Riyadh Declaration – A New Era of Strategic Partnership

Posted on June 18, 2010 in Politics

Piyush Panigrahi:

Amidst speculations of India playing a definitive role in future world politics, for the first time in 28 years an Indian premier visits Saudi Arabia, one of the most powerful Islamic nations and home to billions of petro-dollars. Prime Minister Manmohan Singh had been on a 3-day visit to Riyadh. This come 4 years after King Abdullah of Saudi Arabia visited New Delhi in 2006. Petroleum Minister Murli Deora, Commerce Minister Anand Sharma, then Minister of State for External Affairs Shashi Tharoor and a 15-member delegation of CEOs made it to this visit.

The result was “Riyadh Declaration — A New Era of Strategic Partnership”. The India — Saudi Arabia relationship which got upgraded to strategic partnership encompassed many issues. Dr. Singh said the strategic partnership would cover economic issues, trade and investment issues, those relating to energy security, investments in each other’s country in upstream and downstream energy activities and investments in renewable energy resources. This could include getting Saudi Basic Industries Corporation (SABIC) in on various petrochemical projects in India, Saudi investments coming to oil refining in India. India in turn is offering up to 10 per cent equity to Saudi Aramco, the petroleum company with the world’s largest oil reserves, in a refinery being built up at Paradip in Orissa. Saudi Arabia is India’s biggest crude oil supplier, amounting to 20 per cent of country’s total requirements.

The declaration also covers issues relating to security, cooperation in dealing with terrorism and arrangements for information and intelligence sharing and included the signing of an Extradition Treaty between the nations. It will help the authorities in apprehending wanted persons in each other’s country. Manmohan Singh used his presence to say that India desired greater ties with Pakistan, which has close ties with Saudi Arabia, but Islamabad would have to stop fostering anti-India terrorists. While calling Pakistan a friendly nation, Saudi Arabian Foreign Minister Saud al-Faisal said in a straightforward manner that activities of terrorist elements in Pakistan are a matter of concern.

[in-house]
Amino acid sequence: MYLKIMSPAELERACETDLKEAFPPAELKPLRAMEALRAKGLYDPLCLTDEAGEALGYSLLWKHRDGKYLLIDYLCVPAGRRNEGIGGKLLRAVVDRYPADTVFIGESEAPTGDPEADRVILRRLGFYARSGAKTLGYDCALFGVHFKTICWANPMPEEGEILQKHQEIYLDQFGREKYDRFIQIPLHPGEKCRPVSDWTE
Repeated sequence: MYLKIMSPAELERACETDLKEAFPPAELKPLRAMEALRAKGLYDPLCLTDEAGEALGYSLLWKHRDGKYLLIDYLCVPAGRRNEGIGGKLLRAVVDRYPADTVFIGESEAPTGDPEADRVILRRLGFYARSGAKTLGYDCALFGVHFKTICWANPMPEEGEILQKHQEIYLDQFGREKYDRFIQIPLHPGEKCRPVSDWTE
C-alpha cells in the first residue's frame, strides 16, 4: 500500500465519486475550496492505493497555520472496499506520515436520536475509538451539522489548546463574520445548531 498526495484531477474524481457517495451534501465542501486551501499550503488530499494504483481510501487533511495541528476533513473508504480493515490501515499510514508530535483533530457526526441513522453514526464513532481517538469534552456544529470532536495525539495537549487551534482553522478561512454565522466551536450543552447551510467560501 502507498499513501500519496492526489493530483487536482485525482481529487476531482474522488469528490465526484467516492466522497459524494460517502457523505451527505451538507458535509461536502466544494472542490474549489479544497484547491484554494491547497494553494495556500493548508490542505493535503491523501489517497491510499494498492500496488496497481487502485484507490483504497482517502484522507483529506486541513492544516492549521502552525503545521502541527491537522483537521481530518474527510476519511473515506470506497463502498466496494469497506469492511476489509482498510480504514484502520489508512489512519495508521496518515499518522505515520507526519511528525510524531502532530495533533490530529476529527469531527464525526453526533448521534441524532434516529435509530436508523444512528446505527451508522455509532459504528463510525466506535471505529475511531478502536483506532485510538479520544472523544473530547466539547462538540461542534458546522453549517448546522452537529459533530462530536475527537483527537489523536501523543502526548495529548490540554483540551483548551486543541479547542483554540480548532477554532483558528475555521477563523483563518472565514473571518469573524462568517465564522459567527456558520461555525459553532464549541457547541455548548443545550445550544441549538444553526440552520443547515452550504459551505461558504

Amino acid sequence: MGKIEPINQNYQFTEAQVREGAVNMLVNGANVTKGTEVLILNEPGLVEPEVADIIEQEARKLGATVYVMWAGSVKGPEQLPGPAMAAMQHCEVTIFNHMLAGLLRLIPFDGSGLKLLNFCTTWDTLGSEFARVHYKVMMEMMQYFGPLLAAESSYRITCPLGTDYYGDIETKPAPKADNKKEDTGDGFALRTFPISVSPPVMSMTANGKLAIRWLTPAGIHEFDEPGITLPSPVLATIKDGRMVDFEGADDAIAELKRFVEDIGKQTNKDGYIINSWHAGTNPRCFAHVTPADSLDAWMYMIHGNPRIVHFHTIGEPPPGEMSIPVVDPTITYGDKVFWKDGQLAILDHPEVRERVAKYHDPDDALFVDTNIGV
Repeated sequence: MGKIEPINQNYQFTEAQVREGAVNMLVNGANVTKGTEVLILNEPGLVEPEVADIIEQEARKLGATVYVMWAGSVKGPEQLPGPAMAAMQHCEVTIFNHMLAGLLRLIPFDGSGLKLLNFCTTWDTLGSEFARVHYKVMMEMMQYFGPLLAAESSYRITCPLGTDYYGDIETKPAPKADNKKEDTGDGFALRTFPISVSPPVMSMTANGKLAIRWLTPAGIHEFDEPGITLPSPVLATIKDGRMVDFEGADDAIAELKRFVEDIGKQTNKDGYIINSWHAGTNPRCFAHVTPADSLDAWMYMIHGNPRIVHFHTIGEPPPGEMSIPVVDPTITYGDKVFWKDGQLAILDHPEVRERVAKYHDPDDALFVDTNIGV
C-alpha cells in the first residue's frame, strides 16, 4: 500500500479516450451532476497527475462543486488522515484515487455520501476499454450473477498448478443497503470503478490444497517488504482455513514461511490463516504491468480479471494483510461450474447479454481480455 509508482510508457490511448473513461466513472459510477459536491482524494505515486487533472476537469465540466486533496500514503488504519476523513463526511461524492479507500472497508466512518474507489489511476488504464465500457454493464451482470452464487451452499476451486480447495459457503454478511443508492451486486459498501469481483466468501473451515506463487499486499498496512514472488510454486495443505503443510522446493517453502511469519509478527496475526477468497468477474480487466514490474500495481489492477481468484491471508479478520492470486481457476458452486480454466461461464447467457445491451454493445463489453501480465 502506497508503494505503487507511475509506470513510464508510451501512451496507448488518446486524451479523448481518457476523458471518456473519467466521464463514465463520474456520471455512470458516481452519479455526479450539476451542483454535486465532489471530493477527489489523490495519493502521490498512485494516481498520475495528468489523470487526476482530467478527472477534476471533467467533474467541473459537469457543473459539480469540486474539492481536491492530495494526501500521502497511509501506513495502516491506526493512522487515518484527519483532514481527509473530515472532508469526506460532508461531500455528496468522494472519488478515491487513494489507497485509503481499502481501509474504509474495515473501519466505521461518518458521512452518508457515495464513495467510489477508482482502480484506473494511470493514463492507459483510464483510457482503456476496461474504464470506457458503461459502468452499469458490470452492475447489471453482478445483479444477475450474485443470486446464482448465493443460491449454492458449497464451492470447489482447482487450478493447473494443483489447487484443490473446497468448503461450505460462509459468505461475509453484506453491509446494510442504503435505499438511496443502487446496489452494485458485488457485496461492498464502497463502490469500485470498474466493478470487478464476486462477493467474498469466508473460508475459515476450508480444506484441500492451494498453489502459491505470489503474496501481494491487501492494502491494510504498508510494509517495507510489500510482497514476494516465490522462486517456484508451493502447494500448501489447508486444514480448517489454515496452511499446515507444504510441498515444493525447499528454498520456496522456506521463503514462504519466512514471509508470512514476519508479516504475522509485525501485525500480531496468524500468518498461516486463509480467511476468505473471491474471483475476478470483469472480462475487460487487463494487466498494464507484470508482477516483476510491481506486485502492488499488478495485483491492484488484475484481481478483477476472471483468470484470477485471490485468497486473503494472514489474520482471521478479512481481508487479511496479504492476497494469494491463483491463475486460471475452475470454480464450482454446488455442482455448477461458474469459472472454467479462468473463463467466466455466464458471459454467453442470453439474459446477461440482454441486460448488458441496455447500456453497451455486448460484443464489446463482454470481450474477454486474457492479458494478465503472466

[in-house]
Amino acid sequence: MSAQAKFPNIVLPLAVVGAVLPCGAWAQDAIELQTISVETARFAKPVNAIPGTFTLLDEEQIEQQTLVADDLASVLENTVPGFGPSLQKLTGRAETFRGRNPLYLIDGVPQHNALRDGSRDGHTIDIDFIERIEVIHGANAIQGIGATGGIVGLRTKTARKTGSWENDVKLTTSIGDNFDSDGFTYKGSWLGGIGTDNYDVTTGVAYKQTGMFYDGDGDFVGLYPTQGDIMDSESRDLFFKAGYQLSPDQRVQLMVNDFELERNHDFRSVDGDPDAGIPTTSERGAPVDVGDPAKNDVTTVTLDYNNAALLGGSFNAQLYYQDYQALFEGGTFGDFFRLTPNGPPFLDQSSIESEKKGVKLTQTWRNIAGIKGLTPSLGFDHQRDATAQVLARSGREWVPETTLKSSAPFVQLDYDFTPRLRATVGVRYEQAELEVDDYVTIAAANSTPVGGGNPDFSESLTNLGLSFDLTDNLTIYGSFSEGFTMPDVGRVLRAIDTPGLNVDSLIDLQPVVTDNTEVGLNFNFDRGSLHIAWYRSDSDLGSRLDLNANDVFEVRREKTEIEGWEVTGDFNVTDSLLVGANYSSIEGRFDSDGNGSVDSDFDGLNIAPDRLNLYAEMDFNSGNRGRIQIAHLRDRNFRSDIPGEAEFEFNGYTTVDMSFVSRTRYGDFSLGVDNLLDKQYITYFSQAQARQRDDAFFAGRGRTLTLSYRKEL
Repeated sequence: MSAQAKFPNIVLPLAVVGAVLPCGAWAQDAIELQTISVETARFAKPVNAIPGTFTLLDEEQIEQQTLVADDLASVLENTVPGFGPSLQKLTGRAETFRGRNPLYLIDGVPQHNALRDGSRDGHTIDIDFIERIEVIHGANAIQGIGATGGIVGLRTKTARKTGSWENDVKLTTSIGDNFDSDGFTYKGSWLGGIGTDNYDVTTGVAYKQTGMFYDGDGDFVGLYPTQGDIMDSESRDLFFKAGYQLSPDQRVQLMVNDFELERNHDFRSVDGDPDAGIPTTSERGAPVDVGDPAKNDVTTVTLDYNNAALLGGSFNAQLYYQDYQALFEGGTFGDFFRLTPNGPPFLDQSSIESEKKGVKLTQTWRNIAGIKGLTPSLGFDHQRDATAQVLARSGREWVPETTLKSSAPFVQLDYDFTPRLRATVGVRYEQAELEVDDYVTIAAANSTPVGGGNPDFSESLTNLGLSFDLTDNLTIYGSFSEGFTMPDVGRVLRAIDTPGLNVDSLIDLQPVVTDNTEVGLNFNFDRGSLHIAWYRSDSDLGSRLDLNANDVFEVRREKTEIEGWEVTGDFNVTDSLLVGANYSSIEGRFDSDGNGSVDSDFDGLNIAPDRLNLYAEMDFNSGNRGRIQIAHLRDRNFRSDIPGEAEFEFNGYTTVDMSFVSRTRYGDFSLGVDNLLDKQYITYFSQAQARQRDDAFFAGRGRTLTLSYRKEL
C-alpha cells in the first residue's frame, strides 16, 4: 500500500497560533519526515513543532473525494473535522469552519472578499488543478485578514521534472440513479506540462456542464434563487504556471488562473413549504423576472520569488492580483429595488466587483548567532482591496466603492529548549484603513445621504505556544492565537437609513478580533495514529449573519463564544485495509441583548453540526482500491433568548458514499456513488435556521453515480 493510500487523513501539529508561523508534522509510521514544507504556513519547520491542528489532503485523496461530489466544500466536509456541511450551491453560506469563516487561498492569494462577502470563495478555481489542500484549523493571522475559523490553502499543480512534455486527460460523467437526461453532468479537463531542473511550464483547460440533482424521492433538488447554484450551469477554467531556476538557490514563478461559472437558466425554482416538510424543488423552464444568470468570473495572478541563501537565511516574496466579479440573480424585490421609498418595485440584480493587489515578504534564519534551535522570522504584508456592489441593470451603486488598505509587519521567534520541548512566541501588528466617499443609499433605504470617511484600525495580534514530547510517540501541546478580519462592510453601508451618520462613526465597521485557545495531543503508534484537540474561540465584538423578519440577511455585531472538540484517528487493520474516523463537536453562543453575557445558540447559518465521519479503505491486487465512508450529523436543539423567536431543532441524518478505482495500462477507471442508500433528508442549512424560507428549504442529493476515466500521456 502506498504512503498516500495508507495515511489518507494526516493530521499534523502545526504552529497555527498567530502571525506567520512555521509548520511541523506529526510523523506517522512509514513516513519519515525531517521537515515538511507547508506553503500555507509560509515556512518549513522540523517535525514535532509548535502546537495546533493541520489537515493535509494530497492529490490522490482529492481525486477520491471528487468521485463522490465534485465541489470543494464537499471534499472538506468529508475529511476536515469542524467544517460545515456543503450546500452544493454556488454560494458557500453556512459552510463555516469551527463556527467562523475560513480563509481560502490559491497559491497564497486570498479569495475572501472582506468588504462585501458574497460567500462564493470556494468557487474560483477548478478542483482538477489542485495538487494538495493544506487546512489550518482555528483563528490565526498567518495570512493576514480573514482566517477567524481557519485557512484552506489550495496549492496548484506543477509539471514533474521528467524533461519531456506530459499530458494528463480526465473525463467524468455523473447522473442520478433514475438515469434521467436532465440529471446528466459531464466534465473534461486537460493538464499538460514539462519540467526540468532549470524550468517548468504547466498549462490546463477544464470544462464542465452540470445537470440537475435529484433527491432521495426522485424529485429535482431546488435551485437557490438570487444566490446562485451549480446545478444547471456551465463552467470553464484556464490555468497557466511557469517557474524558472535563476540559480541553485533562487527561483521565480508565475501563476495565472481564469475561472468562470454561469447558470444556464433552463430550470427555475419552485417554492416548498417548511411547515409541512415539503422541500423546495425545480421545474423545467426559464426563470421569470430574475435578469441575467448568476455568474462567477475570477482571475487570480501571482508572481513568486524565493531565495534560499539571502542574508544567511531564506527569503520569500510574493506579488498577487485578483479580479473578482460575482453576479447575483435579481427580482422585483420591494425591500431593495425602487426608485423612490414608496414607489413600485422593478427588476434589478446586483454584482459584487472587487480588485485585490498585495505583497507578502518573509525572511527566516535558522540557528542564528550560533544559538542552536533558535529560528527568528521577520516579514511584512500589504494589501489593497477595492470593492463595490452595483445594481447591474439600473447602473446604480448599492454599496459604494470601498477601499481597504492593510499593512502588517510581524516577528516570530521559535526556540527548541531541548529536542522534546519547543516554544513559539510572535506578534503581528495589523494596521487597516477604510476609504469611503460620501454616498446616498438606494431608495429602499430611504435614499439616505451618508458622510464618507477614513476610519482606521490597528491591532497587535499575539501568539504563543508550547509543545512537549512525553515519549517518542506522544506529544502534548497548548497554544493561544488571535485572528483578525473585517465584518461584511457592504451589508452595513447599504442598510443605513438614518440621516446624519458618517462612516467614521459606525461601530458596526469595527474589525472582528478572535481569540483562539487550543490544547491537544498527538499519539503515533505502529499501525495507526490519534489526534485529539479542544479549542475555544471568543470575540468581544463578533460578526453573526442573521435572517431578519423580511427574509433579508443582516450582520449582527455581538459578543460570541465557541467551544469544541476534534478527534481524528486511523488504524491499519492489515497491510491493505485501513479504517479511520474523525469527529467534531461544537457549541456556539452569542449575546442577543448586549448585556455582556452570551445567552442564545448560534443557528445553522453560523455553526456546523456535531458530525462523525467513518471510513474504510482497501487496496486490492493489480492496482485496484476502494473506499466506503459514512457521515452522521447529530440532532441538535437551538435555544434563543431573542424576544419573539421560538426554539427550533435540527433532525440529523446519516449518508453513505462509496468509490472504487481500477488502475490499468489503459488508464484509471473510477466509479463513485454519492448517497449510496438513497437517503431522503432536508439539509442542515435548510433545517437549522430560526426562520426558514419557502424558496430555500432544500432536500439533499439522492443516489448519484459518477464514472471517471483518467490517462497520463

An agreement of cultural cooperation was also signed between the two ministries of culture. It includes the 4th MoU on peaceful use of outer space between the Department of Science and Technology (DST) and the King Abdulaziz City for Science and Technology (KACST), Tata Motors agreeing to provide Saudi Arabia’s Hotil schoolbuses worth USD 80 million, a pact between Gulf Bureau of Research and DFL and another between India’s Centre for Development of Advanced Computing (C-DAC) and Saudi Arabia’s King Saud University.

India is working to develop close relations with Saudi Arabia, which was one of only three countries to back the Taliban regime in Kabul when New Delhi supported the anti-Taliban Northern Alliance. The Saudi approach to Islamists underwent a radical change after 9/11. It is fighting with Al-Qaida on its own soil and is playing the role of a friend of the United States in Central Asia. Saudi Arabia does not have a lot of hopes from Pakistan, because Pakistan is continuously going backward socially and economically, while India’s graph is going upward. The principle of practicality says that India and Saudi Arabia should increase mutual cooperation. In fact, Saudi Arabia might Iran as India’s key backer in the Organization of the Islamic Conference and has once again agreed to lobby for India’s observer status in the grouping.

A lot can be achieved bilaterally if the relations between India and Saudi Arabia remain sunny.